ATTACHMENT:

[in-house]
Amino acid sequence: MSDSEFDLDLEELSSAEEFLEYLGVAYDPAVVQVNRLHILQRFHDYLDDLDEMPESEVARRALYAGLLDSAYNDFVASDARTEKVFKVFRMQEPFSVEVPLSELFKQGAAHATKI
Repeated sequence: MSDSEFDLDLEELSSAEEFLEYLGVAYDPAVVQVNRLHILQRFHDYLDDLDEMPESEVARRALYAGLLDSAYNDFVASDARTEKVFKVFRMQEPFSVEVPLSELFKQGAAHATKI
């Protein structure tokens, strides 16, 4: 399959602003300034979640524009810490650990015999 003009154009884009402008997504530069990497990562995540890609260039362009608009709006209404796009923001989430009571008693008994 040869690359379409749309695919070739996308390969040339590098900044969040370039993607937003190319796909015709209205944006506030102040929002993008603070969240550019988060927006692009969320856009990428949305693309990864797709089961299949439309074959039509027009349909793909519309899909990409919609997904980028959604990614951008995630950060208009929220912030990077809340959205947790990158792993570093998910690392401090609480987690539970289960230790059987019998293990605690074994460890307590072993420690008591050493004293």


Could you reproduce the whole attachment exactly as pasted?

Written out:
[in-house]
Amino acid sequence: MSDSEFDLDLEELSSAEEFLEYLGVAYDPAVVQVNRLHILQRFHDYLDDLDEMPESEVARRALYAGLLDSAYNDFVASDARTEKVFKVFRMQEPFSVEVPLSELFKQGAAHATKI
Repeated sequence: MSDSEFDLDLEELSSAEEFLEYLGVAYDPAVVQVNRLHILQRFHDYLDDLDEMPESEVARRALYAGLLDSAYNDFVASDARTEKVFKVFRMQEPFSVEVPLSELFKQGAAHATKI
């Protein structure tokens, strides 16, 4: 399959602003300034979640524009810490650990015999 003009154009884009402008997504530069990497990562995540890609260039362009608009709006209404796009923001989430009571008693008994 040869690359379409749309695919070739996308390969040339590098900044969040370039993607937003190319796909015709209205944006506030102040929002993008603070969240550019988060927006692009969320856009990428949305693309990864797709089961299949439309074959039509027009349909793909519309899909990409919609997904980028959604990614951008995630950060208009929220912030990077809340959205947790990158792993570093998910690392401090609480987690539970289960230790059987019998293990605690074994460890307590072993420690008591050493004293």